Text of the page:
It's time to open up nominations for Post of the Month. As always, plenty to choose from but I have put up a starting list below of my own favourites. Please do add to these by nominating any good posts that were posted in February in the comments below or direct. So my starting list is:
'We started with a simple question, “How has leadership practice changed in the last five years?”'. A useful new report from Wolff Olins based on interviews with 43 global CEOs, 10 Leadership experts and a counterpoint employee survey. Key finding is that CEOs need to 'find ways to create the uncorporation: a company where the culture celebrates and nurtures individualism whilst continuing to meet hard and demanding targets'. There's a good take on what that really means here.
I'm a big fan of the value of short-term wins in helping to support, and generate momentum for, change in companies. In Leading Change, John Kotter has a pithy summary of why they work. The role of short-term wins:, he says, is to (and I quote):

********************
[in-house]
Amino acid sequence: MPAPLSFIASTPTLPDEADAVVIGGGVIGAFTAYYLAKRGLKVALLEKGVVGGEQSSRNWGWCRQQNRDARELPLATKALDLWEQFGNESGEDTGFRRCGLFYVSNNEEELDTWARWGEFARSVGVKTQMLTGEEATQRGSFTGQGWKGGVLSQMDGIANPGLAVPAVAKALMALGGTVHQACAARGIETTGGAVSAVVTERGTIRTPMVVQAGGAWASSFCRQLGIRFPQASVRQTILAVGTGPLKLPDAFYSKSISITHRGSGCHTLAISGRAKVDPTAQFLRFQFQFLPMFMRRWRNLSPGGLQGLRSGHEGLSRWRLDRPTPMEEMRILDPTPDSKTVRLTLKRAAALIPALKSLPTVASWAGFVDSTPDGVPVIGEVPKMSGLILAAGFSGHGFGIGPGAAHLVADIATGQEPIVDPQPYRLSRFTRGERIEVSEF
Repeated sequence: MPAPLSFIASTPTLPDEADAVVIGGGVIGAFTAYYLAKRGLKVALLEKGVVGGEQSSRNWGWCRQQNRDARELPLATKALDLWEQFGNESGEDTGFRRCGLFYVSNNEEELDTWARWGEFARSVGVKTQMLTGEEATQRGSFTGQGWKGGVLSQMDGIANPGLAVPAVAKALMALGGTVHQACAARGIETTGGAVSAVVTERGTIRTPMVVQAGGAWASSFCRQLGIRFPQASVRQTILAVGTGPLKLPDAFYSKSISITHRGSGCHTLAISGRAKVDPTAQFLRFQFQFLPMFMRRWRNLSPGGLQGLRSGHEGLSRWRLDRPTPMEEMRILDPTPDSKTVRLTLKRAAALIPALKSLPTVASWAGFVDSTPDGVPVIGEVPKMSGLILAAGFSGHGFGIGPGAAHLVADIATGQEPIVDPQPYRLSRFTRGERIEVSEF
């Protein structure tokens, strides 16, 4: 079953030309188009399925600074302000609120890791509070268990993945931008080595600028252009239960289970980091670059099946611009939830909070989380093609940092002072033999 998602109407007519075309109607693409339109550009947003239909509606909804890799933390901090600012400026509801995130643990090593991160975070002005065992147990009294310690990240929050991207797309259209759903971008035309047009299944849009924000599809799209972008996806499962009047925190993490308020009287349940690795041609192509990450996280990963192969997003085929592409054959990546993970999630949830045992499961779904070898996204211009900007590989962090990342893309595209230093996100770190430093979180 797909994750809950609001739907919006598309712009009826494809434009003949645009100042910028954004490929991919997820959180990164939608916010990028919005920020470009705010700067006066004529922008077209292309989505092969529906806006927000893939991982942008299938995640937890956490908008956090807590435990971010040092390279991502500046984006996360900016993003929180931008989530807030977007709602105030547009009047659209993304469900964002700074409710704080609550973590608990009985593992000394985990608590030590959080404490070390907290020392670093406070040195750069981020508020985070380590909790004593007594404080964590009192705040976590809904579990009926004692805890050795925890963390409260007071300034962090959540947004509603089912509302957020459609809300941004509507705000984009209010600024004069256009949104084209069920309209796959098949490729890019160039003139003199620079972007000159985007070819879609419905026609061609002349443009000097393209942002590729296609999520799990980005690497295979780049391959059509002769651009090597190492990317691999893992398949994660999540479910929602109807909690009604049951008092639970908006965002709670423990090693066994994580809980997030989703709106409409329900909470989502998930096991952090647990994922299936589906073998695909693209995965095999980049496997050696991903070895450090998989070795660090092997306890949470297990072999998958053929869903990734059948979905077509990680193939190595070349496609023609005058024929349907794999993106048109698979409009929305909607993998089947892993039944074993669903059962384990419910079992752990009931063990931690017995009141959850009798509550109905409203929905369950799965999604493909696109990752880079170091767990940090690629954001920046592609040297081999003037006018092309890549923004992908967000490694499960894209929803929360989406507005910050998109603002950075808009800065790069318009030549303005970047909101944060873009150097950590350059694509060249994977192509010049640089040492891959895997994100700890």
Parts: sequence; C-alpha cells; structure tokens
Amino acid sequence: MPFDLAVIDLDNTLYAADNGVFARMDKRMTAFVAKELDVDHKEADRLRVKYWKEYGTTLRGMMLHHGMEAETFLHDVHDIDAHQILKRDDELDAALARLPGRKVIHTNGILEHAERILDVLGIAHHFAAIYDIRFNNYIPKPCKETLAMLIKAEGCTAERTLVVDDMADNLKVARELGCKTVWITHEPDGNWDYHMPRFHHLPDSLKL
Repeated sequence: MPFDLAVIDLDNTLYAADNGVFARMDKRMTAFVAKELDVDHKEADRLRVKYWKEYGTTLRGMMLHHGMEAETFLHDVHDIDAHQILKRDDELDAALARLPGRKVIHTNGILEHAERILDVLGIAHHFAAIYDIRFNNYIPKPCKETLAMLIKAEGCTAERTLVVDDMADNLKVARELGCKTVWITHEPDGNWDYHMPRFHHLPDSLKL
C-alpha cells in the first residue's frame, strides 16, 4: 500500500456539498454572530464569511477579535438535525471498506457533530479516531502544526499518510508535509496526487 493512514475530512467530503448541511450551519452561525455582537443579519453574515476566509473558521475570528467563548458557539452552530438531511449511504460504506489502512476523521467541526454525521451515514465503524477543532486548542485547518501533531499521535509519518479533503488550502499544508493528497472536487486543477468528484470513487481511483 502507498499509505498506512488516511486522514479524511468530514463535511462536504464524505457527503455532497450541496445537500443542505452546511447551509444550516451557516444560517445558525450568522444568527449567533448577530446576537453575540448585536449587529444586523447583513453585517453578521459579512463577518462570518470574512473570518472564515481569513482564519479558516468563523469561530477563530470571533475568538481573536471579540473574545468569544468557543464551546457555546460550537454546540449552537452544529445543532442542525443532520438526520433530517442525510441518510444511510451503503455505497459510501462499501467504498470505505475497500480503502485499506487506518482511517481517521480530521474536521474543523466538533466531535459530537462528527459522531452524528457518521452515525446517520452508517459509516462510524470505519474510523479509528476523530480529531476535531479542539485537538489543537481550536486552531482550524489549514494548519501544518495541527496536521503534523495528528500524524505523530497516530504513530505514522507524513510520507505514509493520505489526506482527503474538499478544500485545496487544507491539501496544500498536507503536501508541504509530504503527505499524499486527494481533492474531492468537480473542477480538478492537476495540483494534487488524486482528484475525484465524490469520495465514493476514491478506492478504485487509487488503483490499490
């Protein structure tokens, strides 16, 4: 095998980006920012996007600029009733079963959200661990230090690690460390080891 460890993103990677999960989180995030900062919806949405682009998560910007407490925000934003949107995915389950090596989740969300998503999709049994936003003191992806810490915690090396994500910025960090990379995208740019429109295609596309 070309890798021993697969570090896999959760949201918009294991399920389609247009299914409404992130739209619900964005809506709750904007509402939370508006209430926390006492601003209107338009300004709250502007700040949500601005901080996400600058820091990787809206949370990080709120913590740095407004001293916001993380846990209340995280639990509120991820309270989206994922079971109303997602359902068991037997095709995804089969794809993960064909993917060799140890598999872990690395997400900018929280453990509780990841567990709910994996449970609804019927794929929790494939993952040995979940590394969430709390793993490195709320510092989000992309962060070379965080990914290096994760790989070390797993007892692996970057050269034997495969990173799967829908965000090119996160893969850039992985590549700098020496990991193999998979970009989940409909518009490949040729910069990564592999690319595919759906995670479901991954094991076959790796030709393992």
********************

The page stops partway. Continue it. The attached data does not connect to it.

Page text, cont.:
Provide evidence that sacrifices are worth it: Wins greatly help justify the short-term costs involved
Reward change agents with a pat on the back: After a lot of hard work, positive feedback builds morale and motivation
Help fine-tune vision and strategies: Short-term wins give the guiding coalition concrete data on the viability of their ideas
Undermine cynics and self-serving resisters: Clear improvements in performance make it difficult for people to block needed change.
Keep bosses on board: Provides those higher in the hierarchy with evidence that the transformation is on track.
Build momentum: Turns neutrals into supporters, reluctant supporters into active helpers,
He goes on to say that a good short-term win needs to be visible (so that large numbers of people can see for themselves whether the result is real or just hype), unambiguous (so there can be little argument over it) and clearly related to the change effort (so the context is clear). Significant issues can occur when a change programme does not systematically plan for the creation of short-term wins.